Electrical Contracting News (ECN) July 2017 - Page 35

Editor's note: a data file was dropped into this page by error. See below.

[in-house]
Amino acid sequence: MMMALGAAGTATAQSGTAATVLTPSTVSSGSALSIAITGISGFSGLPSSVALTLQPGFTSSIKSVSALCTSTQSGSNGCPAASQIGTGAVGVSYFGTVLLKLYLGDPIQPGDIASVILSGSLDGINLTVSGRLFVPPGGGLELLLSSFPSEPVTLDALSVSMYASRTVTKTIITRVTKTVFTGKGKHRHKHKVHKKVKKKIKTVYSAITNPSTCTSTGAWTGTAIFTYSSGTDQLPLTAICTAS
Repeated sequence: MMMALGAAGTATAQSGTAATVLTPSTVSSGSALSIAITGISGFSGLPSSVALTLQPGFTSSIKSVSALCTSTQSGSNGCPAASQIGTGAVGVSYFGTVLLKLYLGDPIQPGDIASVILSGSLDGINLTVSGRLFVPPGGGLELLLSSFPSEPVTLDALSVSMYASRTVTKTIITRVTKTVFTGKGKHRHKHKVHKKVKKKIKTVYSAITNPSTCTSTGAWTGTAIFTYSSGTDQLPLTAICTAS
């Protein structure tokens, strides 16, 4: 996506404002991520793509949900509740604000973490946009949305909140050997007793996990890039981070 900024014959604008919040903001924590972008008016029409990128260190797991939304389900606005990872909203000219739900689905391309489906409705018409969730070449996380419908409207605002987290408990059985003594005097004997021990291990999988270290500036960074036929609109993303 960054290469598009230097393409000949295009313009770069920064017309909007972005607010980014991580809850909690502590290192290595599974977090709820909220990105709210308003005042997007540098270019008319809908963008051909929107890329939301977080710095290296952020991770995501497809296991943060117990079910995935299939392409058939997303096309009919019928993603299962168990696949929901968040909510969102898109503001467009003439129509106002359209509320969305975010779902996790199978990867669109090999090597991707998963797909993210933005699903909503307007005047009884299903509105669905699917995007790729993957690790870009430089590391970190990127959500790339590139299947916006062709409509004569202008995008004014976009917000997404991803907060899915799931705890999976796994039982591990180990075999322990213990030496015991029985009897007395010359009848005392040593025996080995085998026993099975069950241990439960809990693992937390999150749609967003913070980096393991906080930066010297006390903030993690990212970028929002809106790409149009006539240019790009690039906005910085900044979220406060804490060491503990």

FIRE DETECTION & SAFETY Understanding CO alarms Unlike the smoke alarm Code, BS EN50292:2013 offers more general, less prescriptive guidance on carbon monoxide alarms. It stresses that CO alarms are not a substitute for good installation and regular servicing of fuel burning appliances or cleaning of fl ues. Alarms can be either hard-wired mains or battery powered and may have an automatic end-of-life warning. In the Standard (and Building Regulations) the recommendation for CO alarms is determined by the presence of combustion appliances within the property being considered. However, unlike fi re, CO cannot be contained within a single property and can spread unnoticed to others adjacent which may not even have a combustion appliance. It can also be generated by sources other than combustion appliances. There is therefore a compelling case for CO alarms in all homes. Detect and alert Obviously, it is essential that carbon monoxide from the source reaches the alarm to trigger it and also that the alarm sounder can alert or wake occupants. BS EN50292:2013 recommends that: • Ideally, a CO alarm should be installed in every room containing a fuel burning appliance (or outside boiler rooms) and in other areas to give warning such as well used remote rooms and all bedrooms. • If this is not viable, CO alarms should be considered in any room containing a fl ue- less or open-fl ue appliance and where the occupants spend most time. Alarms should also be installed in rooms through which an extended and/or concealed fl ue passes. SPECIAL FEATURE Hard-wired alarms are easily installed in new builds, refurbishments and rewires, particularly alongside hard- wired smoke and heat alarms. Again, England and Wales fall well below these recommendations with Building Regulations Approved Document J requiring just a CO alarm in the same room as certain new or replacement fi xed solid fuel appliance. Again, occupiers and installers will benefi t from fi tting more alarms than this. Other national Regulations are much closer to BS EN50292:2013, covering all fuel types, but they all exclude appliances solely for cooking – unlike the standard. Mains CO alarms According to all the Regulations and BS EN50292:2013 alarms can be powered by batteries designed for the whole working life of the alarm or by mains. Hard-wired alarms are easily installed in new builds, refurbishments and rewires, particularly alongside hard-wired smoke and heat alarms. Together they can also offer extra safety features. For example, Kidde’s 4MCO and 4MDCO hard-wired CO alarms can be interlinked not only with each other but also wi